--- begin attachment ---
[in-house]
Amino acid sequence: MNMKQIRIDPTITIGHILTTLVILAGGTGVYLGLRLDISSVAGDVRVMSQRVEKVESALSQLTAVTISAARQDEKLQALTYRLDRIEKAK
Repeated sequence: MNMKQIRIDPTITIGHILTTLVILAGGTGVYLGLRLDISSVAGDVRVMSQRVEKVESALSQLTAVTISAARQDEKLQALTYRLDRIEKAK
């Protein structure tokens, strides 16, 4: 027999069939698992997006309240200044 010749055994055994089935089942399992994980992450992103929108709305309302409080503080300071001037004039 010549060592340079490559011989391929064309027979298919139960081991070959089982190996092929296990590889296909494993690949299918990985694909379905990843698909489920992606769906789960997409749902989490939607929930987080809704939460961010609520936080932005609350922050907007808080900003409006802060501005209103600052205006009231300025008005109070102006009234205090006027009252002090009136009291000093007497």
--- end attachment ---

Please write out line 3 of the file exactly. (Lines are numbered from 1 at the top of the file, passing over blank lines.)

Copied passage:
Repeated sequence: MNMKQIRIDPTITIGHILTTLVILAGGTGVYLGLRLDISSVAGDVRVMSQRVEKVESALSQLTAVTISAARQDEKLQALTYRLDRIEKAK